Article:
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Czech President Milos Zeman hospitalised in intensive care day after parliamentary election

The President of the Czech Republic Milos Zeman on June 10, 2021.
The President of the Czech Republic Milos Zeman on June 10, 2021. Copyright AP Photo/Lisa Leutner
Copyright AP Photo/Lisa Leutner
By Euronews with AP, AFP
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Milos Zeman has a key role to play in establishing a new government following the loss of close ally Prime Minister Andrej Babis.


Czech President Milos Zeman was admitted to intensive care on Sunday after being rushed to hospital.

His doctor that he could not give further information on the diagnostic yet.

Zeman's hospitalisation comes a day after a parliamentary election in the country which saw his close ally, Prime Minister Andrej Babis, lose to a centre-right coalition of parties.

Zeman has a key role to play in establishing a new government.

Prague’s military hospital confirmed Zeman was transported there from the presidential chateau in Lany, near Prague.

It’s a return to the hospital for the president after only a few weeks.

Zeman was previously admitted on September 14 for what his office described later as a planned examination.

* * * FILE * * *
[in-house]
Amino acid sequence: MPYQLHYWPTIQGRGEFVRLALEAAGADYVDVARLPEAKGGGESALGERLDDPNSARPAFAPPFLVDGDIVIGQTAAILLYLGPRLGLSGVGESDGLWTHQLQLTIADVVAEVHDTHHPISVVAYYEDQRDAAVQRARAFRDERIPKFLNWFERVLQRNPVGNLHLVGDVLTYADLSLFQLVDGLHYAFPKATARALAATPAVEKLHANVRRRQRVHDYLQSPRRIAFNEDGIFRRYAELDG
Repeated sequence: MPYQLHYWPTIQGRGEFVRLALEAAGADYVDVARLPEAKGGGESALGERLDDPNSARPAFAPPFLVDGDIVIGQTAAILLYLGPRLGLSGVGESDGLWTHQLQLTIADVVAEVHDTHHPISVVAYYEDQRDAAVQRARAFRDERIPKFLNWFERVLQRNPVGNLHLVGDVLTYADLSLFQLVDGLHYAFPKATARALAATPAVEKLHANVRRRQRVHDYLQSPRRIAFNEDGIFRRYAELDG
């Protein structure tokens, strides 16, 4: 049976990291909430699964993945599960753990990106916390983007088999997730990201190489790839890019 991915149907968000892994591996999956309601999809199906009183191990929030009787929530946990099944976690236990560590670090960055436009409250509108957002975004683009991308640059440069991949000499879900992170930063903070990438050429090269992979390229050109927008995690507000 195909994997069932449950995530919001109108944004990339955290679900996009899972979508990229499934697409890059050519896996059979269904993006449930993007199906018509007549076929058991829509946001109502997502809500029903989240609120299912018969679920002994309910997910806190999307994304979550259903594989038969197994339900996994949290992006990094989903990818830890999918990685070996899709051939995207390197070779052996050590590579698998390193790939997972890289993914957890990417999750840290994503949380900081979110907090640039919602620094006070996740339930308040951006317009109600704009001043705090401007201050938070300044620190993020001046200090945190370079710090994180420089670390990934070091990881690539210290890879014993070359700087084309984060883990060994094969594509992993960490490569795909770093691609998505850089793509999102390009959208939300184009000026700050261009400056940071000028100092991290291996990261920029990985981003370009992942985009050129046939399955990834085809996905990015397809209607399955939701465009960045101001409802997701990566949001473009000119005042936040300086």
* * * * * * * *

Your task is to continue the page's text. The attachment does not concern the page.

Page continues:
It said CT scans, sonography checks and blood tests carried out by doctors didn’t reveal any problems or disease that would threaten his life.

The office said the president was only dehydrated and slightly exhausted.

He spent four days in the same hospital in 2019 for similar reasons.

Zeman, 77, is a heavy smoker with a soft spot for a drink who has suffered from diabetes and neuropathy linked to it.

He has trouble walking and has been using a wheelchair.

The Czech presidency is a largely ceremonial post but the president has the right to choose the country’s new prime minister.

Earlier Sunday, Zeman met in Lany with his close ally, Prime Minister Andrej Babis. Babis made no comment when he was leaving the chateau.

On Saturday, the centrist ANO movement led by Babis, a populist billionaire, narrowly lost the Czech Republic’s parliamentary election in a surprise development that could mean the end of the euroskeptic leader’s reign.


Together, a liberal-conservative three-party coalition, captured 27.8% of the vote, beating Babis’ ANO (Yes), which won 27.1%.

In a second blow to the populists, another centre-left liberal coalition received 15.6% of the vote to finish third.

The winning coalition won 71 seats while its partner captured 37 seats to have a comfortable majority of 108 seats in the 200-seat lower house of Parliament.

Babis won 72 seats, six less than in the 2017 election.


Further weakening the country’s populists, the anti-migrant and anti-Muslim force in the Czech Republic, the Freedom and Direct Democracy party, which wants the country to leave the EU, finished fourth with 9.6% support, or 20 seats, less than the 22 seats it won in 2017.

The coalitions immediately announced they sing a memorandum about their will to rule together.

But Zeman indicated he would first appoint the leader of the strongest party, not the coalition, to try to form the government.

In his only comment, he congratulated to election winner and all elected lawmakers and wished them well.

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